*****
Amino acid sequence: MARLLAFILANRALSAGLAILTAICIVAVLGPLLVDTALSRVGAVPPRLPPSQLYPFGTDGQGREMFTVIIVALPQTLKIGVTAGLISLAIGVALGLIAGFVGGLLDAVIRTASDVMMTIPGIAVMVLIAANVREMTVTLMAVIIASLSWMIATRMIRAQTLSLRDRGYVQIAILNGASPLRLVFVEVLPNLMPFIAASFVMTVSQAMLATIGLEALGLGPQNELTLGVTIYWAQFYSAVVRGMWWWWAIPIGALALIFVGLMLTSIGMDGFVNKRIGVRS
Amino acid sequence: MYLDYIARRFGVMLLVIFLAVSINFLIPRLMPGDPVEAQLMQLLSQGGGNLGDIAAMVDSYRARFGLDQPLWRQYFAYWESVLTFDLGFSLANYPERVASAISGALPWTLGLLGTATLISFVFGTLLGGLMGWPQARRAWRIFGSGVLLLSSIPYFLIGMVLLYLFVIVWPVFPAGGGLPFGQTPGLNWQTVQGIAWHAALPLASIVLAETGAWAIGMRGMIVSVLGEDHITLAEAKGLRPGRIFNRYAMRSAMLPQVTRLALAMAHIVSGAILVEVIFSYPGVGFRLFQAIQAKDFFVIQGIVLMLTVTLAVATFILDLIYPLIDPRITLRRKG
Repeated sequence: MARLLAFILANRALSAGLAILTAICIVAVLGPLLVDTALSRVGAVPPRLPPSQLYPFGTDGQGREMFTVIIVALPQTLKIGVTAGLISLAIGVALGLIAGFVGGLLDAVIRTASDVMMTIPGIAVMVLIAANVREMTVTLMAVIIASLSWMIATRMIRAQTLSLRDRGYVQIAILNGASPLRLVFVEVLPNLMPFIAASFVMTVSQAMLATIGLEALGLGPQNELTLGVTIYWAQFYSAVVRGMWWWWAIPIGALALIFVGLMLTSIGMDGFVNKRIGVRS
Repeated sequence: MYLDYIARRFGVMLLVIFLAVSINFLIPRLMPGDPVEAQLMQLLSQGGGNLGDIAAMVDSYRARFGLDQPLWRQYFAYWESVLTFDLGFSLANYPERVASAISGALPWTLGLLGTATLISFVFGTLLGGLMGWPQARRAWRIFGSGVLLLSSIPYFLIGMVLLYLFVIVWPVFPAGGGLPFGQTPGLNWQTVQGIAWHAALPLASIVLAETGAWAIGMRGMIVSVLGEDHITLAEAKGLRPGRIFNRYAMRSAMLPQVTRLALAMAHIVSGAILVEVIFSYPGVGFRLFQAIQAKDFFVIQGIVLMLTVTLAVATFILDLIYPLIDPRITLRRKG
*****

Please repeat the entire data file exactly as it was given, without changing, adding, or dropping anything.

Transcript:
Amino acid sequence: MARLLAFILANRALSAGLAILTAICIVAVLGPLLVDTALSRVGAVPPRLPPSQLYPFGTDGQGREMFTVIIVALPQTLKIGVTAGLISLAIGVALGLIAGFVGGLLDAVIRTASDVMMTIPGIAVMVLIAANVREMTVTLMAVIIASLSWMIATRMIRAQTLSLRDRGYVQIAILNGASPLRLVFVEVLPNLMPFIAASFVMTVSQAMLATIGLEALGLGPQNELTLGVTIYWAQFYSAVVRGMWWWWAIPIGALALIFVGLMLTSIGMDGFVNKRIGVRS
Amino acid sequence: MYLDYIARRFGVMLLVIFLAVSINFLIPRLMPGDPVEAQLMQLLSQGGGNLGDIAAMVDSYRARFGLDQPLWRQYFAYWESVLTFDLGFSLANYPERVASAISGALPWTLGLLGTATLISFVFGTLLGGLMGWPQARRAWRIFGSGVLLLSSIPYFLIGMVLLYLFVIVWPVFPAGGGLPFGQTPGLNWQTVQGIAWHAALPLASIVLAETGAWAIGMRGMIVSVLGEDHITLAEAKGLRPGRIFNRYAMRSAMLPQVTRLALAMAHIVSGAILVEVIFSYPGVGFRLFQAIQAKDFFVIQGIVLMLTVTLAVATFILDLIYPLIDPRITLRRKG
Repeated sequence: MARLLAFILANRALSAGLAILTAICIVAVLGPLLVDTALSRVGAVPPRLPPSQLYPFGTDGQGREMFTVIIVALPQTLKIGVTAGLISLAIGVALGLIAGFVGGLLDAVIRTASDVMMTIPGIAVMVLIAANVREMTVTLMAVIIASLSWMIATRMIRAQTLSLRDRGYVQIAILNGASPLRLVFVEVLPNLMPFIAASFVMTVSQAMLATIGLEALGLGPQNELTLGVTIYWAQFYSAVVRGMWWWWAIPIGALALIFVGLMLTSIGMDGFVNKRIGVRS
Repeated sequence: MYLDYIARRFGVMLLVIFLAVSINFLIPRLMPGDPVEAQLMQLLSQGGGNLGDIAAMVDSYRARFGLDQPLWRQYFAYWESVLTFDLGFSLANYPERVASAISGALPWTLGLLGTATLISFVFGTLLGGLMGWPQARRAWRIFGSGVLLLSSIPYFLIGMVLLYLFVIVWPVFPAGGGLPFGQTPGLNWQTVQGIAWHAALPLASIVLAETGAWAIGMRGMIVSVLGEDHITLAEAKGLRPGRIFNRYAMRSAMLPQVTRLALAMAHIVSGAILVEVIFSYPGVGFRLFQAIQAKDFFVIQGIVLMLTVTLAVATFILDLIYPLIDPRITLRRKG